G-d commands Moshe to build a Mishkan (Sanctuary) and supplies him with detailed instructions. The Children of Israel are asked to contribute precious metals and stones, fabrics, skins, oil and spices. In the Mishkan's outer courtyard are an altar for the burnt offerings and a laver for washing. The Tent of Meeting is divided by a curtain into two chambers. The outer chamber is accessible only to the kohanim, the descendants of Aharon. This contains the table of showbreads, the menorah, and the golden altar for incense. The innermost chamber, the Holy of Holies, may be entered only by the kohen gadol, and only once a year, on Yom Kippur. Here is the Ark that held the Ten Commandments inscribed on the two tablets of stone that G-d gave to the Jewish nation on Mount Sinai. All of the utensils and vessels, as well as the construction of the Mishkan, are described in great detail.
Love And Faith
“And they will make for me a Sanctuary, and I will dwell in their midst.” (25:8)
There is no such thing anymore as ‘the bastions of Orthodoxy’. Even in the most respected families there are children who are dropping out or dangling dangerously over the edge.
There are no easy answers to this problem. Maybe we should see the fact that so many of our youth choose not to be lured by that oh-so-glamorous world of illusion that surrounds us as something to give thanks for. But this is cold comfort for those who know the heartbreak of a ‘lost child’. No child is a statistic. Every person is a universe. A well-known Rosh Yeshiva had a son who couldn’t keep up with the high-pressure environment of his yeshiva, and he started to miss classes here and there. His davening became perfunctory and his kippa got smaller and smaller and inched further and further to the front of his head.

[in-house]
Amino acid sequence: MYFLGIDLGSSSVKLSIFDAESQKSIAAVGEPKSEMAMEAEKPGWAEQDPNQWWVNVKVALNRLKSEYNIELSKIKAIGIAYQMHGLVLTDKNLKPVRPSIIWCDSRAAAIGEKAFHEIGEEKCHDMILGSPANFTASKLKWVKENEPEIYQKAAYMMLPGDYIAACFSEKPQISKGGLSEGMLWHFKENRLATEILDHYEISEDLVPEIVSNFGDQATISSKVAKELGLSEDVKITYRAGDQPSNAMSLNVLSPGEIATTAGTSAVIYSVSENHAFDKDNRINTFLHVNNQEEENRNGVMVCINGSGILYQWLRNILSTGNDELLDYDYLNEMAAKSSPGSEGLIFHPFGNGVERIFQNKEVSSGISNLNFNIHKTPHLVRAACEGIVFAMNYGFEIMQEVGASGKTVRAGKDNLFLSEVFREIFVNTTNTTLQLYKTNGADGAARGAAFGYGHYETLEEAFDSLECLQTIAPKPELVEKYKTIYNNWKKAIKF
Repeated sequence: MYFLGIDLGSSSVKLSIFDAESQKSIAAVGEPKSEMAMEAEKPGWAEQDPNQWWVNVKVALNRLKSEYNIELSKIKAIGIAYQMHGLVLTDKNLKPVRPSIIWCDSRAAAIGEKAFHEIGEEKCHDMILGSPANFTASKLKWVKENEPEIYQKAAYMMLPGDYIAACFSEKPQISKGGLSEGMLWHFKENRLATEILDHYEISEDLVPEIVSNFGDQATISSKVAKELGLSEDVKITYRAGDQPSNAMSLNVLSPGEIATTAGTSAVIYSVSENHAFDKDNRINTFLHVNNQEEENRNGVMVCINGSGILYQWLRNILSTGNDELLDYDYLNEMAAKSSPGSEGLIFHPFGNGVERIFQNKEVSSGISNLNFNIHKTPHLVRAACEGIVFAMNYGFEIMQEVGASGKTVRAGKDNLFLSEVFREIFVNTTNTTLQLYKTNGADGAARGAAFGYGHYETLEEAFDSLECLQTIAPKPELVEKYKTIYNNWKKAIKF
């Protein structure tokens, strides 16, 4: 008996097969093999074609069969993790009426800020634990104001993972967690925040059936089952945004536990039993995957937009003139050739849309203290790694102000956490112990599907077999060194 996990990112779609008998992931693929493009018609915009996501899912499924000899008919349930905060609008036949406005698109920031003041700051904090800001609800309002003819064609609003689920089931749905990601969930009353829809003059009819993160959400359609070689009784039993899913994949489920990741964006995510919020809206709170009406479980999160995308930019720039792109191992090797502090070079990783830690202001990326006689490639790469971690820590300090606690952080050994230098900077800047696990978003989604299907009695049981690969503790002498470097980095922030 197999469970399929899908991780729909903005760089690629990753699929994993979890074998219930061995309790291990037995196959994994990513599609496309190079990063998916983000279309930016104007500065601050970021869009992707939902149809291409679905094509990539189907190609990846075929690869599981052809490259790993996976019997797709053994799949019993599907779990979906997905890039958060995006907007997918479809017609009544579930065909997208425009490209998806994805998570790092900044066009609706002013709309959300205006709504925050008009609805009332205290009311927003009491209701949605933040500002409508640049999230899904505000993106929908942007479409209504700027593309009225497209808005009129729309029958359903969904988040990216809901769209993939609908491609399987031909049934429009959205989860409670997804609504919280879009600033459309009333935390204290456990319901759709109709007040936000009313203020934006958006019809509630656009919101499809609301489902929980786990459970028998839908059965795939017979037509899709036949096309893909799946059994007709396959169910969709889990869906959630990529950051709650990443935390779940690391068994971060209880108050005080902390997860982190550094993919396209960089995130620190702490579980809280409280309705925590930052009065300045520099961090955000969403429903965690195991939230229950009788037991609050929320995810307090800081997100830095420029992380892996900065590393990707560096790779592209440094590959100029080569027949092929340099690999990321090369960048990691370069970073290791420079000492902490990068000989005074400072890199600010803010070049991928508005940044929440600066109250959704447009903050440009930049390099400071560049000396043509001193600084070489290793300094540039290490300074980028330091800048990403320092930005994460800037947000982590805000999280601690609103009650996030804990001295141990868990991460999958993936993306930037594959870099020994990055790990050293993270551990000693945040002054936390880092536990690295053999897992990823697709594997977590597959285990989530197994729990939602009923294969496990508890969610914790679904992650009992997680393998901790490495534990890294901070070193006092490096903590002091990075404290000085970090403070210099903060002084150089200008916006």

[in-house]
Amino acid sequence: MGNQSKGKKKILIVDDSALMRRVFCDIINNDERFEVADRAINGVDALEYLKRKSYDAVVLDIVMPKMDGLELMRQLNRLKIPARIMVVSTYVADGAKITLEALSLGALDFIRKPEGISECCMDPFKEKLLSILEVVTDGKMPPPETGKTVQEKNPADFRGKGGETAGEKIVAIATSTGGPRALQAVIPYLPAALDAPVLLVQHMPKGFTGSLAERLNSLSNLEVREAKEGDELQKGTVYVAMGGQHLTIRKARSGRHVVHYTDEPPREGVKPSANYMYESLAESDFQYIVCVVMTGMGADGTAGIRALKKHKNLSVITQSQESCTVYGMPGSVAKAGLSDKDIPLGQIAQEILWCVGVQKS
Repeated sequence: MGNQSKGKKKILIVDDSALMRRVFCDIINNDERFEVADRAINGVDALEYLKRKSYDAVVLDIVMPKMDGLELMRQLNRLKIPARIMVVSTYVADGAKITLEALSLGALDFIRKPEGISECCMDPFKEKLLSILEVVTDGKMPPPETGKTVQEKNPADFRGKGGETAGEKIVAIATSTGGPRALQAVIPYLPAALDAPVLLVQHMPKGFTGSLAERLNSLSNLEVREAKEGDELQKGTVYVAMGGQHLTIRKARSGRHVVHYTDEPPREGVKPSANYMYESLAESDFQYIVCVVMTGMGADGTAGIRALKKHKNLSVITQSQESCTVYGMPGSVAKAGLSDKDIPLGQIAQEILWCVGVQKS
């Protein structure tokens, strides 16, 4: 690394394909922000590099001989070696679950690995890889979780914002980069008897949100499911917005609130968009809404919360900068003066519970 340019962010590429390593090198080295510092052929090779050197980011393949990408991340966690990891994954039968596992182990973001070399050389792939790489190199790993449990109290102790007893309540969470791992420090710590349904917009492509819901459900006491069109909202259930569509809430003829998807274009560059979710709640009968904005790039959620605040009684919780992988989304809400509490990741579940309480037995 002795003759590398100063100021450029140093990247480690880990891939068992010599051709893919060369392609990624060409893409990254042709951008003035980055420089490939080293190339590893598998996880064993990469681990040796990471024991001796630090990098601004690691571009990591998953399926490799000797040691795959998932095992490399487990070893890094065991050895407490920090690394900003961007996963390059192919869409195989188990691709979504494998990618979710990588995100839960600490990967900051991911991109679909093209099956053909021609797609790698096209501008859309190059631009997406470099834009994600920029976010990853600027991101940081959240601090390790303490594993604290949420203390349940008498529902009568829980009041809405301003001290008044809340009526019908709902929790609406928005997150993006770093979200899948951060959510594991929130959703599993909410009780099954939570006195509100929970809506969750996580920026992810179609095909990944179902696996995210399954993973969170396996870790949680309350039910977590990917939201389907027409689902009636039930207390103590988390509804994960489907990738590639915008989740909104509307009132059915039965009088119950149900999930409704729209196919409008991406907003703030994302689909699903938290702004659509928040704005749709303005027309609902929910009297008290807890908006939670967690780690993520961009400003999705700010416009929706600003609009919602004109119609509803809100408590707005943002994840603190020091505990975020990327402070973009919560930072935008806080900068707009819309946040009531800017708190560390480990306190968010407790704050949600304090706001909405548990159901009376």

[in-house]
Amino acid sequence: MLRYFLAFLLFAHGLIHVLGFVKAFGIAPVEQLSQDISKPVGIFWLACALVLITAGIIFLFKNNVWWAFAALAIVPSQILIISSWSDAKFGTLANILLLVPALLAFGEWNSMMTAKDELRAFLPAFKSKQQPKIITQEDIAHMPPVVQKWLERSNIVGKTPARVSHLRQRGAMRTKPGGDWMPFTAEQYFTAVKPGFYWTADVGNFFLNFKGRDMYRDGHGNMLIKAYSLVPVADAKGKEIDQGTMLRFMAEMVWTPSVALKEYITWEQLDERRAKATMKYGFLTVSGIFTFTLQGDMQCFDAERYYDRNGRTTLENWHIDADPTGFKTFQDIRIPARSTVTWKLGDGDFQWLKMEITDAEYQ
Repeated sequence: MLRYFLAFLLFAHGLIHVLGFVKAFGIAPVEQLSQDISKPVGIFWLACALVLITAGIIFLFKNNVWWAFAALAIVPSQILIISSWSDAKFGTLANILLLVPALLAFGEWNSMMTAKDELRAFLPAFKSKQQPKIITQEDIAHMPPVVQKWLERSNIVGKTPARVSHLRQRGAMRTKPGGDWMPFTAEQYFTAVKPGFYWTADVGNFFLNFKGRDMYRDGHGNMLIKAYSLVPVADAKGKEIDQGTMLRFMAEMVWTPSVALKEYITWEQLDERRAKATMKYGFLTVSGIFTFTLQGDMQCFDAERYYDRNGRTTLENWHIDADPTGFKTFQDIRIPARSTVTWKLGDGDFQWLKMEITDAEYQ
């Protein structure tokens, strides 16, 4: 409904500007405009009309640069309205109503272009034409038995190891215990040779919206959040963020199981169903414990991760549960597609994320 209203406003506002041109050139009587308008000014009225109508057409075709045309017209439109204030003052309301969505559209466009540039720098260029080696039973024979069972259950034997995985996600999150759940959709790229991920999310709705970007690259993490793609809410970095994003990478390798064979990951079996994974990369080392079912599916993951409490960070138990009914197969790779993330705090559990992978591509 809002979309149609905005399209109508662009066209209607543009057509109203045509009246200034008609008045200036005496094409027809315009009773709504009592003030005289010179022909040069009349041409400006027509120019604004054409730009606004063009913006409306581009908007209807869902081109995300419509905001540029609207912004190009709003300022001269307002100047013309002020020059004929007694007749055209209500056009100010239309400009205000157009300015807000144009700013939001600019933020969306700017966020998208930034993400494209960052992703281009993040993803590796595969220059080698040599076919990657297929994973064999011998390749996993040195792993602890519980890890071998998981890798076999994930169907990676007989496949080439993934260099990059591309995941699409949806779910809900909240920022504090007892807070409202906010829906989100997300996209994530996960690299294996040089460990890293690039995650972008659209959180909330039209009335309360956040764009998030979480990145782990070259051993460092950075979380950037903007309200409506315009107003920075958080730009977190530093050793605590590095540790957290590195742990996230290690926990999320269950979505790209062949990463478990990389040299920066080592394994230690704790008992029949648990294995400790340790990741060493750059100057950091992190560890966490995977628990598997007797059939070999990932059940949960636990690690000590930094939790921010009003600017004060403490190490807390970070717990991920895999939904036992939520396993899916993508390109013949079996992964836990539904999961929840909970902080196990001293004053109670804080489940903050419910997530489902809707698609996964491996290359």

His father was worried sick that his estrangement from learning would precipitate his fall into the wrong crowd. And from there — who knows? The son sensed his father’s anxiety. He came to his father one day and said, “Daddy. Don’t worry. I’m not going to drop out because I know you love me.”
On the surface this sentence is a non-sequitur. What have religious convictions to do with love? What is the connection between being religious and having loving parents?
“And they will make for me a sanctuary, and I will dwell in their midst.”
There are no pat formula answers to the problem of noshrim — drop-outs from religious families — but this child felt that his home was a sanctuary, a sanctuary of love. A sanctuary of his parents' love for him, of his parents' love for each other, for G-d and for the Torah. Maybe that brought him to closeness to G-d that transcended his lack of success in yeshiva. Maybe that welded him with iron bands to G-d and to the Jewish People.
Let us make our homes into sanctuaries of love and acceptance, where our children feel our love of them, of our spouses, of the mitzvot and our relationship to G-d. And may this love permeate the hearts of all those troubled young lives and save them and their parents from sorrow — for in that sanctuary of love, G-d will dwell in our midst.